Monday, 18 October 2010

Monkey joke

This from the Telegraph...

Two monkeys appointed station masters at Japanese train station

Eye was going to point out that we normally get by with one, and they usually run an entire TOC...

...but then thought better of it.

This instead:

Hammond orders Hitachi train on back of traincrew deal!

You pays your money, you takes your choice.

UPDATE: This from
District Superintendent Ambala...

Despite some mild amusement at your witticisms regarding the appointment of two monkeys to the position of station masters, I feel I should point out that the translation to the bizarre world of the UK railway such as you imply simply does not hold up.

As any fule kno TOC Directors are not paid peanuts.

Trebles all round me thinks!

TransPennine refuses to lift the peg

Finally Scarborough joins the 21st Century as its semaphore gantry is replaced by state of the art LED signals.

Local operator TransPennine has decided to celebrated the route upgrade with a suitable image on their temporary timetable (with a bowler tip to The Sleeper):

Marvelous, all that NR investment and still the TOC uses 19th Century imagery.

What a compelling argument for vertical integration!

UPDATE: This from Inspector Blakey...

Top marks to TPEx for impressive attention to detail.

The glass in the unlit signal arm, lower down the post, is correctly shown as blue in colour whereas the illuminated aspect is green.

I wonder if there's a signal gricer working in their publicity department...

UPDATE: This from Pendolino Warrior...

And just what are these semaphores supposed to mean?

Mixed messages there.

Two home signals vertically aligned should be showing the same indication.

Nice graphics, more research needed.

UPDATE: This from The Major...

Perhaps Pendolino Warrior had best stick to his plastic trains on the West Coast for there is nothing wrong with two stop signals vertically aligned.

It is an example of a stacked splitting signal, that is, the top arm reads to the left road and the lower arm to the road on the right.

There is a fine example of such a signal on the gantry at Falsgrave, Scarborough.

Or at least there was until earlier this month!

CSR delays start of ORR Periodic Review

This from the ORR...

The start of the next periodic review (PR13) – the process which will establish the plan for funding Britain’s railways from 2014-2019 – is to be delayed, the Office of Rail Regulation (ORR) announced today.

ORR had planned to begin the PR13 process in November 2010. However, the regulator has confirmed that it will delay PR13 so that it can fully take account of the Department for Transport’s strategic reviews on Network Rail’s structure and on franchising, and Sir Roy McNulty’s value for money study.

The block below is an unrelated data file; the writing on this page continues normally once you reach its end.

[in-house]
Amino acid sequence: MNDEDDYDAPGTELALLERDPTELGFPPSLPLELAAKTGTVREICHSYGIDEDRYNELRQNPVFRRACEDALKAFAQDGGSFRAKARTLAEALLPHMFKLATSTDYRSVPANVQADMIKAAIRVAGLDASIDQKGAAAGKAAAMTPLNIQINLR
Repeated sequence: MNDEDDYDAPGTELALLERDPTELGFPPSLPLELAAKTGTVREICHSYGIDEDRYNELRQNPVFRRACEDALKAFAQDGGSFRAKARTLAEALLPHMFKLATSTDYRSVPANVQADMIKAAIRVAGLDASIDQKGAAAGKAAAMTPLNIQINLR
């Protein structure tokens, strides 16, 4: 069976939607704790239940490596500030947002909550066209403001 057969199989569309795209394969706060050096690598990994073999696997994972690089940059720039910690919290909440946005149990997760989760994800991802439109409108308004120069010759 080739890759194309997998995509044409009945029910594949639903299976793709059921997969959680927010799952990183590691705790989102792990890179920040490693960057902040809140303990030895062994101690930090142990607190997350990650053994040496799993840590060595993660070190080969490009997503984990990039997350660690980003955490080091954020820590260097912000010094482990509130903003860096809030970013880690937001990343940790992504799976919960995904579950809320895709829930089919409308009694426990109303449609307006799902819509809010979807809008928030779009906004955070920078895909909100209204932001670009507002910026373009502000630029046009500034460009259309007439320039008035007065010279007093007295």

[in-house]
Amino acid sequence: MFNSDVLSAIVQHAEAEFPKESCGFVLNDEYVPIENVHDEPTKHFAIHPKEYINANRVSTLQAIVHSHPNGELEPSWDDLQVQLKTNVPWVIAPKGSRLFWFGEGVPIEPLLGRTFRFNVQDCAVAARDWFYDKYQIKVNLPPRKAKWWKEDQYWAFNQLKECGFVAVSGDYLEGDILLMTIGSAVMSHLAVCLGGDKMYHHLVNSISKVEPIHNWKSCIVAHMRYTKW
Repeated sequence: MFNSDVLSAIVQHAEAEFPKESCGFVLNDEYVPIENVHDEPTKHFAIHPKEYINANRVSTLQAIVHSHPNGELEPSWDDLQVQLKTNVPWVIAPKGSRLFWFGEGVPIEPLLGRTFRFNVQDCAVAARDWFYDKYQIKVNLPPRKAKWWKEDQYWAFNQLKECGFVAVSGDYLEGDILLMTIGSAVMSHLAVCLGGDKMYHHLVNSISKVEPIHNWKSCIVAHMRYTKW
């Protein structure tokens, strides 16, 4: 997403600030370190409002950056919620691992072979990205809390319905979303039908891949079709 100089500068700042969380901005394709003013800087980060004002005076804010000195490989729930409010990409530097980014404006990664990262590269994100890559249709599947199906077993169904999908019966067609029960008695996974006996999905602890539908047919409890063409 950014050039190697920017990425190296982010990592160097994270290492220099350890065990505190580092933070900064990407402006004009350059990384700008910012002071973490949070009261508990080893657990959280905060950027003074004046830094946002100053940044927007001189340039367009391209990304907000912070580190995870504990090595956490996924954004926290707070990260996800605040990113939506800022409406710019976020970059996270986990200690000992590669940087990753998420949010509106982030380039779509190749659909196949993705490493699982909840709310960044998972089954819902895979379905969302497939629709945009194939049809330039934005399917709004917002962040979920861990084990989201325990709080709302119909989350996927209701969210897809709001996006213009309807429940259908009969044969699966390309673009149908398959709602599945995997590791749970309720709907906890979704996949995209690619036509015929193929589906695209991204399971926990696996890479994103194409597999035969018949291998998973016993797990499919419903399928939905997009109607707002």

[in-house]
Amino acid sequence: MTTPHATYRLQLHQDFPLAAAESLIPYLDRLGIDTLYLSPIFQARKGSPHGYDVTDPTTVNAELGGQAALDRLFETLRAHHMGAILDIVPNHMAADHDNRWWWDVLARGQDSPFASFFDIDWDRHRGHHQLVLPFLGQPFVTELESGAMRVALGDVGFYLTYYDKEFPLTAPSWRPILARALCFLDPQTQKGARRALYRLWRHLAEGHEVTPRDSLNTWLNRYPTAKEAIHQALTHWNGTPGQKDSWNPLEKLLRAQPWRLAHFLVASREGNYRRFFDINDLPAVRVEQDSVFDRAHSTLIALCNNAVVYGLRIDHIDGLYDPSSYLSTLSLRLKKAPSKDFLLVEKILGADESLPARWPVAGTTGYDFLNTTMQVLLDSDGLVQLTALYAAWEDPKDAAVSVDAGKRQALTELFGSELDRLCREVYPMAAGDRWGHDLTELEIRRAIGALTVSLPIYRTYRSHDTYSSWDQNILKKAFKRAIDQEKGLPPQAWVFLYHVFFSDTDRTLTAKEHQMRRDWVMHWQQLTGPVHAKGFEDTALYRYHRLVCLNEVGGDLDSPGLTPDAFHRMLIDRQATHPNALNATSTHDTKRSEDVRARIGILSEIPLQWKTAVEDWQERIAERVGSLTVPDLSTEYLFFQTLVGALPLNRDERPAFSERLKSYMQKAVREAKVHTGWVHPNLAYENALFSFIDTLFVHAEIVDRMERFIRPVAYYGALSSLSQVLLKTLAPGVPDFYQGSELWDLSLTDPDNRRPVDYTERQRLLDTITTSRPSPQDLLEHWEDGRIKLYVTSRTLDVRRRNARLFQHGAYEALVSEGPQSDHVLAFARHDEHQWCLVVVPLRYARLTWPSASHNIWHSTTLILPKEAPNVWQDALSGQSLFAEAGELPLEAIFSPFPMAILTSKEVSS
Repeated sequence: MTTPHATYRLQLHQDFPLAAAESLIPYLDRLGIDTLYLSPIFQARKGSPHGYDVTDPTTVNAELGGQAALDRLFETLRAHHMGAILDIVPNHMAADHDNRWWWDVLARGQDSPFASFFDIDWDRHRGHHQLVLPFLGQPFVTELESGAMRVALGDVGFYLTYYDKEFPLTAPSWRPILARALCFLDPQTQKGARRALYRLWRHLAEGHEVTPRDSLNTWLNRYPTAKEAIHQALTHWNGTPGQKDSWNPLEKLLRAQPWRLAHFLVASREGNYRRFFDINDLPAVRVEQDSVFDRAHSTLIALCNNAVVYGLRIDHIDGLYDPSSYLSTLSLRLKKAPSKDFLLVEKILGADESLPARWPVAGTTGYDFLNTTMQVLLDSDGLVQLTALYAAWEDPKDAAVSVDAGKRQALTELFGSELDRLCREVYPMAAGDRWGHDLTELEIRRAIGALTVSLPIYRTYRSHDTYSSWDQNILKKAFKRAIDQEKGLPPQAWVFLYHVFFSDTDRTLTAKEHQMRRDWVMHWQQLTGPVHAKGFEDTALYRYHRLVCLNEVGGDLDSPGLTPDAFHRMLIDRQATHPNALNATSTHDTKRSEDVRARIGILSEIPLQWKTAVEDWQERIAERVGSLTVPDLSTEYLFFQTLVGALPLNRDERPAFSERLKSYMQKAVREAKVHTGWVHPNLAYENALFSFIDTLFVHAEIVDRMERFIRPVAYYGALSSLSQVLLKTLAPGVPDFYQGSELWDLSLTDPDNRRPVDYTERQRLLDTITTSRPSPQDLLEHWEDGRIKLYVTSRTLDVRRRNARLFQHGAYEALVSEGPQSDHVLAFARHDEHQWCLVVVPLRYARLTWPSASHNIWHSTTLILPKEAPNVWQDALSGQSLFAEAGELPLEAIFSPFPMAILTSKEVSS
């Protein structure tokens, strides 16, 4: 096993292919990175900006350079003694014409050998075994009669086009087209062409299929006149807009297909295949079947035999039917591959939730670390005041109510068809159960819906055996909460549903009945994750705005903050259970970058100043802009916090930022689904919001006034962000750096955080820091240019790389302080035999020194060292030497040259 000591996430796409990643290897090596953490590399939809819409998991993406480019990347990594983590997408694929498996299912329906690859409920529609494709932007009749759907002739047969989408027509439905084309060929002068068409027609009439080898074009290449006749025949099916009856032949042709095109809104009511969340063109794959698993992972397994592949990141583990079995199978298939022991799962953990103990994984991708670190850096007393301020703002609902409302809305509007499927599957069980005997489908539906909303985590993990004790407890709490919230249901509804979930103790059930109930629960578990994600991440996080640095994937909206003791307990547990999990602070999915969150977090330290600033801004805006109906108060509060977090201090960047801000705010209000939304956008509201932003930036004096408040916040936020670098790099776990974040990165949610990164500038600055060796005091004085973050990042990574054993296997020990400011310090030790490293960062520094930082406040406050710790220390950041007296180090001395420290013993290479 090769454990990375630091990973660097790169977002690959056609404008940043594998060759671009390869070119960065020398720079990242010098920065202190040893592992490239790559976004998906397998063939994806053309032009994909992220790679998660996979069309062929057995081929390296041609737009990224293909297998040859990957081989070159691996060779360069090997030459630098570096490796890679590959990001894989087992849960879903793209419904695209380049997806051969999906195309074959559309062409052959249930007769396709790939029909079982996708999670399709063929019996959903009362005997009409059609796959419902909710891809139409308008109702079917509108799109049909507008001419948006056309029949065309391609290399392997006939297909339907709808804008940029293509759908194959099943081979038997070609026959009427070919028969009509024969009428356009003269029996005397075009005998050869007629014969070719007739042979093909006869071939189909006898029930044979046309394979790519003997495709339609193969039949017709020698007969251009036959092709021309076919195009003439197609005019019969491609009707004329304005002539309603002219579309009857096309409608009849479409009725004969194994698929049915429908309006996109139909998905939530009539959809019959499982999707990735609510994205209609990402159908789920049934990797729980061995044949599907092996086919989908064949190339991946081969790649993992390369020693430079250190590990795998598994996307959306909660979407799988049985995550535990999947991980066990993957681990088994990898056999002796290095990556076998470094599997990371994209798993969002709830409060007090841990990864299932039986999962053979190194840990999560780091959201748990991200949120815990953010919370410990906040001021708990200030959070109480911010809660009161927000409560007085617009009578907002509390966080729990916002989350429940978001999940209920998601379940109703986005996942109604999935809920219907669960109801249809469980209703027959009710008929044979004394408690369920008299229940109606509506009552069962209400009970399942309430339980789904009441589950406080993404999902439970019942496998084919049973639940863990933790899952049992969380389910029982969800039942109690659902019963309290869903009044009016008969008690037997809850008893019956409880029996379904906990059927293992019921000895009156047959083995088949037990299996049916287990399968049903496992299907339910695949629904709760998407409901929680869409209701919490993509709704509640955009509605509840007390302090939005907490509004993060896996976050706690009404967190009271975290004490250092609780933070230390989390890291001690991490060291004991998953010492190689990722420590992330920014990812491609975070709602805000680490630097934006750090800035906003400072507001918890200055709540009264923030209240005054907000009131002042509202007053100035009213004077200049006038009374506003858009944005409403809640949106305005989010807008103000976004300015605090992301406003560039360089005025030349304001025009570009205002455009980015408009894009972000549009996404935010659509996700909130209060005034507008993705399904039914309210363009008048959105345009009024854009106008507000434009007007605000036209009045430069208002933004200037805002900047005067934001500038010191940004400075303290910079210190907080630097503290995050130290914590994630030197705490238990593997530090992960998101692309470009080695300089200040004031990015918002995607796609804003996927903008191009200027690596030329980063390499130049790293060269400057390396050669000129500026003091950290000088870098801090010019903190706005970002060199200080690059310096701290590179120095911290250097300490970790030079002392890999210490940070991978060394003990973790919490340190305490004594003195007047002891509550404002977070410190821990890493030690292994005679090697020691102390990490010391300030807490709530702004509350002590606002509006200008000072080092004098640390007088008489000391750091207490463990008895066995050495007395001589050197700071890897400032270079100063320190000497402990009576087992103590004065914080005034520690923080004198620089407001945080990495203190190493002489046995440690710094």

The regulator now intends to begin PR13 by early summer 2011 in a revised plan that will still see the periodic review deliver final rail funding and output determinations by October 2013, as originally scheduled.

UPDATE: This from The man by the photocopier...

The ORR press release you quote is dated 11 October, but was indeed distributed today (18 October).

One has also noted a letter from a Mr B. Emery on the selfsame matter, dated 14 October!

Why the curious delay? Not, one hopes, the result of any intervention from DafT?

Such things cannot be.

But if they can, surely we should be told?

UPDATE: This from the ORR Press Office...

As a long-time Railway Eye reader, I wanted to reply to a recent post to clarify the position.

Human error crept in I am afraid regarding the dates, no DfT conspiracy.

The letter was sent to the industry on afternoon of 14 October to give everyone a chance to hear it first hand. We then alerted the media yesterday, 18 October of our decision to delay the start of the next periodic review.

The press notice should have been dated 18 October; well done to everyone who spotted the mistake!

Trainy speakibold: Merseyrail

Time for an exciting new Eye feature!

Trainy Speakibold - a deep joy and treat'n for the lugfolds (with a doff of the bowler to the late Prof Unwin).

According to a Mr Murray:

Returning from Liverpool on Merseyrail on Wednesday of last week the following announcement as made:

There are presently no services to Chester and Ellesmere Port due to traction current isolation at Police request

My wife asked me “what the hell was all that about?”.

So I said “They’ve had to switch the electricity off because the Police have asked them to, most likely because somebody has run on to the track”.

She said “well why didn’t they say that, then?”.

Of course railway people know the meaning of phrases such as “track circuit failure”, “traction current isolation” etc... but do any of the travelling public?

Further examply of trainy speakibold much welcome, oh yes.